Banks and funds put on notice on Sumatra pulp mill investment risk

(Image Credit to:http://understory.ran.org/)

Indonesia,Sumatra – banks and financial institutions were notified to avoid providing any financial support to the Asia Pulp and Paper (APP) with regards to their future project which leads to deforestation as what has been happening.

More than 50 environmental and social non-governmental organisations signed a letter which was addressed to financial institutions.  The content of the letter highlighted on APP’s breach of trust among investors and a series of commitments that was violating due to the exploration of the forest affecting the native forest housing as well as some endangered species such as the Sumatran Tiger & elephants.  In addition the letter also  includes the debt that APP has been drowned into due to their continuously losing major customers such as (Hasbro, Mattel) mainly because of their heinous activity, deforestation.

As stated in the website, “We believe that potential investors should be as concerned with APPs practices as the major companies no longer buying paper and packaging materials from the company,” said WWF International Forest Programme director Rod Taylor.  “If potential reputational risk is not enough, alarm bells should ring over the company’s default on nearly $US14 billion of debt in 2001 and the company’s current conduct in US courts over meeting obligations to some of its former investors.”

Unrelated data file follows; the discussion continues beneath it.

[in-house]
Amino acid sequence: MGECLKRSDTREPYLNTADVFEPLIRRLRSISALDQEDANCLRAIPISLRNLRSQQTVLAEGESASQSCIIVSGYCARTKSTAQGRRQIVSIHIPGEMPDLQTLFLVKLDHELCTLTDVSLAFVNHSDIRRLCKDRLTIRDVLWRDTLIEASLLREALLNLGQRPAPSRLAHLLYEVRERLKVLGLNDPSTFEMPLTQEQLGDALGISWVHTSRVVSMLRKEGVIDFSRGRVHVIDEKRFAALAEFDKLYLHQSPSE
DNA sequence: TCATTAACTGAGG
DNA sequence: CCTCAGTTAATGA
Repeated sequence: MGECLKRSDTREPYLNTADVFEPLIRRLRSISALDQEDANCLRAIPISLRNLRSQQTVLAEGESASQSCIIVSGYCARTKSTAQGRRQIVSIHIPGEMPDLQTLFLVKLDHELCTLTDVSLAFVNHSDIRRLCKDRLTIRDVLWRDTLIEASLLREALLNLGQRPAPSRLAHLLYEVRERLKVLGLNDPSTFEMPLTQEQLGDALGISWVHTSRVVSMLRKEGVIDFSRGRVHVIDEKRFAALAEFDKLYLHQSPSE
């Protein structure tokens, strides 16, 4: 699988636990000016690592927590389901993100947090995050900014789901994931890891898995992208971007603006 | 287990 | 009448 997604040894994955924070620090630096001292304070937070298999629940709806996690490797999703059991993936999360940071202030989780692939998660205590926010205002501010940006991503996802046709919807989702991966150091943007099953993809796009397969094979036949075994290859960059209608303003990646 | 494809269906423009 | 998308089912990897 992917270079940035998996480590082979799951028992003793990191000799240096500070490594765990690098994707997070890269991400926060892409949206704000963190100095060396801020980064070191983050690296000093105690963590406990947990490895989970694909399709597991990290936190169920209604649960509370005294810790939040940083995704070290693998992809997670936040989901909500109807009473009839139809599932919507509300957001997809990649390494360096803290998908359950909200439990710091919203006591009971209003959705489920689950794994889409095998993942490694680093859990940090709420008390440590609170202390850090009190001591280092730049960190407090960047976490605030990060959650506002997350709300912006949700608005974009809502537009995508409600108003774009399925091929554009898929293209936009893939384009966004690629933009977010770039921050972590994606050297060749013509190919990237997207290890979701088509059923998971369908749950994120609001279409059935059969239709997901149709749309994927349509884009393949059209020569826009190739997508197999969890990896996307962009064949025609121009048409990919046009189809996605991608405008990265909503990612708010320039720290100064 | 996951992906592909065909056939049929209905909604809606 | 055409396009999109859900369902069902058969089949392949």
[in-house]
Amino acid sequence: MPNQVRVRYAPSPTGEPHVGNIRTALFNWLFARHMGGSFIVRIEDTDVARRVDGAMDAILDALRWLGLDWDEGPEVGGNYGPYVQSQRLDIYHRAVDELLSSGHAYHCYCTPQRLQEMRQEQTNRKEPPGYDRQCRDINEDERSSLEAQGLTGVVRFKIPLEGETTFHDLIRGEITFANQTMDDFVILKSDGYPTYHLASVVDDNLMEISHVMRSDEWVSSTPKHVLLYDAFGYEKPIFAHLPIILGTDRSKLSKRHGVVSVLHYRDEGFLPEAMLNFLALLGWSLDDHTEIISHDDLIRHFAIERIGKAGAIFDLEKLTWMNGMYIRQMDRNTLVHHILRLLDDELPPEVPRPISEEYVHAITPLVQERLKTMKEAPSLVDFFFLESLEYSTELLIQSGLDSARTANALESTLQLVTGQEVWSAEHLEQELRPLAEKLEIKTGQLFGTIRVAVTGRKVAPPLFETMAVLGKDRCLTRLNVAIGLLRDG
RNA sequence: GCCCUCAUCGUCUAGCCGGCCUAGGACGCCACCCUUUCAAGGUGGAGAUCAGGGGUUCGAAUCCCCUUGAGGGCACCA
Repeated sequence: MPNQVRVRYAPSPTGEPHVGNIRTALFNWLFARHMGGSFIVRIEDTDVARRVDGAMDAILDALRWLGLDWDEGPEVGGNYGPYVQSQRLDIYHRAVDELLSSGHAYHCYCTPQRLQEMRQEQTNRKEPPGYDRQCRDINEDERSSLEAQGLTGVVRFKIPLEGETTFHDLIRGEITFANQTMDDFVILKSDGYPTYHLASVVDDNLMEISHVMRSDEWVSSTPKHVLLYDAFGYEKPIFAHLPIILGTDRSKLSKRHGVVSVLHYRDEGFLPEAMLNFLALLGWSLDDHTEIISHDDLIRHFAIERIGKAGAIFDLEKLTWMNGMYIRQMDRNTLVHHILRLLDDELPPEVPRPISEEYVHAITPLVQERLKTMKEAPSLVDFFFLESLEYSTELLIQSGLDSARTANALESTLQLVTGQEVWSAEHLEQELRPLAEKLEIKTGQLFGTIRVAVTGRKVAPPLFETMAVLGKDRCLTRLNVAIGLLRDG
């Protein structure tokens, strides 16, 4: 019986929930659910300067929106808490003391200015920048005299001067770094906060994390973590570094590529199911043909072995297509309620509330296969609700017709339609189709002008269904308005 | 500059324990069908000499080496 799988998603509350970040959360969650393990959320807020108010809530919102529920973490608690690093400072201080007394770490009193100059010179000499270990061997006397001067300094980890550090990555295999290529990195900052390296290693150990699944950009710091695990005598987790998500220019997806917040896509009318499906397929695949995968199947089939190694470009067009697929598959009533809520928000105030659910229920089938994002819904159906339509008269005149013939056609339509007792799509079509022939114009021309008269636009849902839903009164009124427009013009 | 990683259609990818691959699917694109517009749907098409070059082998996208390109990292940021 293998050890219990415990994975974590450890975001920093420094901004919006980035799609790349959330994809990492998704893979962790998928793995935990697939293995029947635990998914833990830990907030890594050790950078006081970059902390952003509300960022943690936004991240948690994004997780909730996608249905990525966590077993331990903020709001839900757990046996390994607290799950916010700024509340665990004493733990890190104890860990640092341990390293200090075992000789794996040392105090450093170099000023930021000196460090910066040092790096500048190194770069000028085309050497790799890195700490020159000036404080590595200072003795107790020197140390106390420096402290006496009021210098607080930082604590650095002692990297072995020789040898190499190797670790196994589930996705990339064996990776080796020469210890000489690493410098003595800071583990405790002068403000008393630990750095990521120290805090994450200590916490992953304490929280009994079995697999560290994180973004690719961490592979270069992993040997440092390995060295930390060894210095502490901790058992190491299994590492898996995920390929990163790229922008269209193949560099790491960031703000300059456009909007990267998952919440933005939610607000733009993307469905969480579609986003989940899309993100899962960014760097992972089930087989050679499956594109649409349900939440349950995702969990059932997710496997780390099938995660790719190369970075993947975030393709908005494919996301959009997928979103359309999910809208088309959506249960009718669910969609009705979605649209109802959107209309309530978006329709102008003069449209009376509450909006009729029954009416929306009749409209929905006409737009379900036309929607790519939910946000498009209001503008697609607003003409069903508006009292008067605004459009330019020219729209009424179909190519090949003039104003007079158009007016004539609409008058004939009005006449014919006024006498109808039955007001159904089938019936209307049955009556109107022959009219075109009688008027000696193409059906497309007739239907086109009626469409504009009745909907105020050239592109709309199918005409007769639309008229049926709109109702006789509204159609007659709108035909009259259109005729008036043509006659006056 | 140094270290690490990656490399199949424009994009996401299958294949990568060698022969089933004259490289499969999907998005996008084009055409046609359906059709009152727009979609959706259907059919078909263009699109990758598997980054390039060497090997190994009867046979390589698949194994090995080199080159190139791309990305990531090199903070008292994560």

With the recent mill acquired by the APP, it is able to produced between 1.5 and 2.0 million tonnes per year of bleached hardwood pulp, making it the largest single pulp line in the world.

According to a Sumatran Non Government Organisation coalition  Eyes on the Forest, APP has expected to gazette almost 2 million hectares of natural rainforest  in the Riau province Sumatra alone.

“Indonesia is a potentially promising place to conduct investment in pulp and paper, with its humid climate and year-long sunlight which enables pulp wood to mature much quicker compared to subtropical countries, unfortunately this is being brought into disrepute by the destructive practises of APP which continues to rely on natural forest clearing for its pulp supply,” said WWF Indonesia’s Conservation Director, Nazir Foead.

For more information, please click here.

To view the letter to banks and final institutions please click here.

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